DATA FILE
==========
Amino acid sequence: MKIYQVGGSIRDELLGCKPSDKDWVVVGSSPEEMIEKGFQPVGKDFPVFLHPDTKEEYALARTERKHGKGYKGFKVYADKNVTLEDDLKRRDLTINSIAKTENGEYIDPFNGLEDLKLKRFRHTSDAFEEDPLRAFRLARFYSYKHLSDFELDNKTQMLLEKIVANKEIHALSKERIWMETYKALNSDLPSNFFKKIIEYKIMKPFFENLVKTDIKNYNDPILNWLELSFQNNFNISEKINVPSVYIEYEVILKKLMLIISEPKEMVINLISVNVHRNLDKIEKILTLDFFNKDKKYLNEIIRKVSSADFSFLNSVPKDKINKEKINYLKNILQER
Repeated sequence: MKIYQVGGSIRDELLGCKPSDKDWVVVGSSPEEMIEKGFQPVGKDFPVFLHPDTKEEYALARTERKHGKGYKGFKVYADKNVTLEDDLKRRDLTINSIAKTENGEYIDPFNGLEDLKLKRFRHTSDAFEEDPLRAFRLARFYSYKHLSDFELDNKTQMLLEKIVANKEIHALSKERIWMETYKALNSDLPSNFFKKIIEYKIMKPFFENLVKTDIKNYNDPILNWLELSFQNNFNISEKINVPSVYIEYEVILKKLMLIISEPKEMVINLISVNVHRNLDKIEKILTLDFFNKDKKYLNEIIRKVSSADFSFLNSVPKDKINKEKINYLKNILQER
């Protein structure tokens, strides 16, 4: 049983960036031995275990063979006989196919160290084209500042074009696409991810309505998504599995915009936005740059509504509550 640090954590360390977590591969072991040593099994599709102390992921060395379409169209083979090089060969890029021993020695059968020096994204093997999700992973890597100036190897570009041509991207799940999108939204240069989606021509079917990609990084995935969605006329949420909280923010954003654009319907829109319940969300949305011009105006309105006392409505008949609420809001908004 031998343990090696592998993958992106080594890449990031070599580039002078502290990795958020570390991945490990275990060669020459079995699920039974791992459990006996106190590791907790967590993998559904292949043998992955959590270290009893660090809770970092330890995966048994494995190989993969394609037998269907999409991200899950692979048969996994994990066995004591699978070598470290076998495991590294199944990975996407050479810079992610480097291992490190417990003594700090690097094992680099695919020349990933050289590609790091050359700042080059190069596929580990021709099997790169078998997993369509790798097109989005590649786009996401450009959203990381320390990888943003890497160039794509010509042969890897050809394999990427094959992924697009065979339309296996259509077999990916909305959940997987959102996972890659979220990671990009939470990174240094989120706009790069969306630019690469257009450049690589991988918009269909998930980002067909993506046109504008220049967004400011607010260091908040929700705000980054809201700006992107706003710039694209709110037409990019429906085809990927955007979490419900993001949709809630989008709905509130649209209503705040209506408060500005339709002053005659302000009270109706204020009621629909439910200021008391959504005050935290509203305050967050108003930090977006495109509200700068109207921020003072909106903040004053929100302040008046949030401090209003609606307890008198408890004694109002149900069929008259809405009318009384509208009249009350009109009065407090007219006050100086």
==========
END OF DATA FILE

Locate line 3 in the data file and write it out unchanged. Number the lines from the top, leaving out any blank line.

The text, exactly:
């Protein structure tokens, strides 16, 4: 049983960036031995275990063979006989196919160290084209500042074009696409991810309505998504599995915009936005740059509504509550 640090954590360390977590591969072991040593099994599709102390992921060395379409169209083979090089060969890029021993020695059968020096994204093997999700992973890597100036190897570009041509991207799940999108939204240069989606021509079917990609990084995935969605006329949420909280923010954003654009319907829109319940969300949305011009105006309105006392409505008949609420809001908004 031998343990090696592998993958992106080594890449990031070599580039002078502290990795958020570390991945490990275990060669020459079995699920039974791992459990006996106190590791907790967590993998559904292949043998992955959590270290009893660090809770970092330890995966048994494995190989993969394609037998269907999409991200899950692979048969996994994990066995004591699978070598470290076998495991590294199944990975996407050479810079992610480097291992490190417990003594700090690097094992680099695919020349990933050289590609790091050359700042080059190069596929580990021709099997790169078998997993369509790798097109989005590649786009996401450009959203990381320390990888943003890497160039794509010509042969890897050809394999990427094959992924697009065979339309296996259509077999990916909305959940997987959102996972890659979220990671990009939470990174240094989120706009790069969306630019690469257009450049690589991988918009269909998930980002067909993506046109504008220049967004400011607010260091908040929700705000980054809201700006992107706003710039694209709110037409990019429906085809990927955007979490419900993001949709809630989008709905509130649209209503705040209506408060500005339709002053005659302000009270109706204020009621629909439910200021008391959504005050935290509203305050967050108003930090977006495109509200700068109207921020003072909106903040004053929100302040008046949030401090209003609606307890008198408890004694109002149900069929008259809405009318009384509208009249009350009109009065407090007219006050100086």